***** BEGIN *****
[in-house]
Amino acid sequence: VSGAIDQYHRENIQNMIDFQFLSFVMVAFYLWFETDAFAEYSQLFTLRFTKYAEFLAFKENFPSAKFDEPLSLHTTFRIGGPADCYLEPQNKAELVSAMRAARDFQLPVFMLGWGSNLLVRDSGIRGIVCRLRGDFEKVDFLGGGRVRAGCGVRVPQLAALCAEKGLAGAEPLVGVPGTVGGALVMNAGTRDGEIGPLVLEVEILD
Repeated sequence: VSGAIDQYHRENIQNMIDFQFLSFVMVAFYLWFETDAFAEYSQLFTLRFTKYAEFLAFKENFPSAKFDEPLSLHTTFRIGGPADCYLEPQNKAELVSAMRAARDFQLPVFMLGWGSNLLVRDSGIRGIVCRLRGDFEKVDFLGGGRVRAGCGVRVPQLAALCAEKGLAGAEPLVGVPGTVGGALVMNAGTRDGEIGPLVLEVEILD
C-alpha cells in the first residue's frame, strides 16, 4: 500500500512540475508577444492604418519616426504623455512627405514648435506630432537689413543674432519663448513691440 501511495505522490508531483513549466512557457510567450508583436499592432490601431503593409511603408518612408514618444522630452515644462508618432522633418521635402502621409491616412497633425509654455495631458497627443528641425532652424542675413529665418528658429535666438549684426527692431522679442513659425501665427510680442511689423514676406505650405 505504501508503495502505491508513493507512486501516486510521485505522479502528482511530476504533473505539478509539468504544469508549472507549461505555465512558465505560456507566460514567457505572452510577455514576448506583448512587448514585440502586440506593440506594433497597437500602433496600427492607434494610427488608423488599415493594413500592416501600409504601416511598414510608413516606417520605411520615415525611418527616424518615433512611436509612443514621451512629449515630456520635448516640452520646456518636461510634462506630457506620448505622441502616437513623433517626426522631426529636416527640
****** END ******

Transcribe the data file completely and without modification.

[in-house]
Amino acid sequence: VSGAIDQYHRENIQNMIDFQFLSFVMVAFYLWFETDAFAEYSQLFTLRFTKYAEFLAFKENFPSAKFDEPLSLHTTFRIGGPADCYLEPQNKAELVSAMRAARDFQLPVFMLGWGSNLLVRDSGIRGIVCRLRGDFEKVDFLGGGRVRAGCGVRVPQLAALCAEKGLAGAEPLVGVPGTVGGALVMNAGTRDGEIGPLVLEVEILD
Repeated sequence: VSGAIDQYHRENIQNMIDFQFLSFVMVAFYLWFETDAFAEYSQLFTLRFTKYAEFLAFKENFPSAKFDEPLSLHTTFRIGGPADCYLEPQNKAELVSAMRAARDFQLPVFMLGWGSNLLVRDSGIRGIVCRLRGDFEKVDFLGGGRVRAGCGVRVPQLAALCAEKGLAGAEPLVGVPGTVGGALVMNAGTRDGEIGPLVLEVEILD
C-alpha cells in the first residue's frame, strides 16, 4: 500500500512540475508577444492604418519616426504623455512627405514648435506630432537689413543674432519663448513691440 501511495505522490508531483513549466512557457510567450508583436499592432490601431503593409511603408518612408514618444522630452515644462508618432522633418521635402502621409491616412497633425509654455495631458497627443528641425532652424542675413529665418528658429535666438549684426527692431522679442513659425501665427510680442511689423514676406505650405 505504501508503495502505491508513493507512486501516486510521485505522479502528482511530476504533473505539478509539468504544469508549472507549461505555465512558465505560456507566460514567457505572452510577455514576448506583448512587448514585440502586440506593440506594433497597437500602433496600427492607434494610427488608423488599415493594413500592416501600409504601416511598414510608413516606417520605411520615415525611418527616424518615433512611436509612443514621451512629449515630456520635448516640452520646456518636461510634462506630457506620448505622441502616437513623433517626426522631426529636416527640